Sat, 25 Mar 2000

Performing arts with a kampong backdrop

Text and photos

By Tarko Sudiarno

MAGELANG, Central Java (JP): Nothing special. That might be the impression one gets after seeing Studio Mendut in Magelang, an hour drive from Yogyakarta. But that was exactly the desired atmosphere for the two-day World Artists' Day Arts Performances held at the studio on March 13 and 14.

The informality and lack of strict protocols made the festival different. A simple mat as the stage and a ricefield and river as the backdrop enhanced the moment, despite the absence of sophisticated lighting and sound system.

The audience did not dress in suits and there was no smell of expensive perfume, as most of those enjoying the performances were local villagers, who treated the event as they would a traditional show.

The only thing that was difficult to ignore was the decorations in the studio, the residence of Sutanto and his Japanese wife Mami Kato, which was dominated by dry straw in various shapes.

According to Sutanto, the man behind the performances, the event, which took place for the first time in 1993, was begun to provide an alternative arts festival.

"Everything was 'arranged', including art performances, such as the Borobudur Festival, which was sponsored by the government. Such festivals need lots of funds and involve many people, but they do not educate people, they're simply projects," Sutanto said.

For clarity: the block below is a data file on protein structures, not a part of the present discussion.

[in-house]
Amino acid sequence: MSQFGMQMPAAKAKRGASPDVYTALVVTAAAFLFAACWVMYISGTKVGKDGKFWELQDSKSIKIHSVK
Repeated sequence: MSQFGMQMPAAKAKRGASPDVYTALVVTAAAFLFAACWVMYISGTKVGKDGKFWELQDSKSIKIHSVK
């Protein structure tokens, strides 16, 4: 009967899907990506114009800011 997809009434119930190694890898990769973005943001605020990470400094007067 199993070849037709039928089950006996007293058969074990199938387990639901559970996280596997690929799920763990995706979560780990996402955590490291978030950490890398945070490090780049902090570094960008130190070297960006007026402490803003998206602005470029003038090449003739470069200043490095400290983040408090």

Traditional and contemporary dances, poetry recitals and musical and theatrical performances dominated the two-day event, which featured local and foreign artists.

Local artists performing at the event included Debby Subiyanti of Surabaya, who staged a dance titled The World; Jemek Supardi of Yogyakarta who put on a pantomime; the Surabaya Youth Music Movement, which performed acoustic music; and puppeteer Slamet Gundono of Tegal, Central Java.

Foreign participants included Ajang Mai of Bangkok, who performed a contemporary dance titled The Mask of the Fool; Gerda Rouhoft of Germany, who performed a dance titled Wer Jammert am Besten; Lee Kon Yew of Singapore; and Okinawa of Japan, whose dance was titled Silent Garden.

This performances at this year's festival were successful and received a warm response from the audience.

When it was first organized on March 14, 1993, the event was called the World Contemporary Cultural Congress. Through his contacts, Sutanto was able to present noted artists and critics, such as Bagong Kussudiardja, Goenawan Mohamad, Nirwan Dewanto and Heri Dono. The event featured informal seminars and contemporary and tradition arts performances staged by reputable and lesser- known artists.

"Then, without spending millions of rupiah, we were able to match government-sponsored festivals," Sutanto said, adding that the artists attended the event at their own expense.

In 1995, the event was held in the same location and ran for three days, and featured various arts performances and cultural discussions.

In 1996, the festival was held at Chulalong Korn University in Bangkok, with artists from 18 countries, including 25 groups from Indonesia. In 1999, the festival was held in Berlin.

Sutanto was unable to attend the festival in Berlin because he was busy staging a folk festival at his studio.

"I didn't attend the festival because there was no more challenge. The situation had changed and there was no more need to struggle. Now I'm concentrating on art activities in the local community," said Sutanto, who also works on numerous other festivals, including the Children's World Cultural Festival, Women's Rebellion Festival, Street Singing Festival and painting exhibitions.

Sutanto said he held the World Artists' Day Arts Performances this year not to show his resistance, but to empower artists who were reluctant to take part in commercial activities and did not often receive the opportunity to perform in public.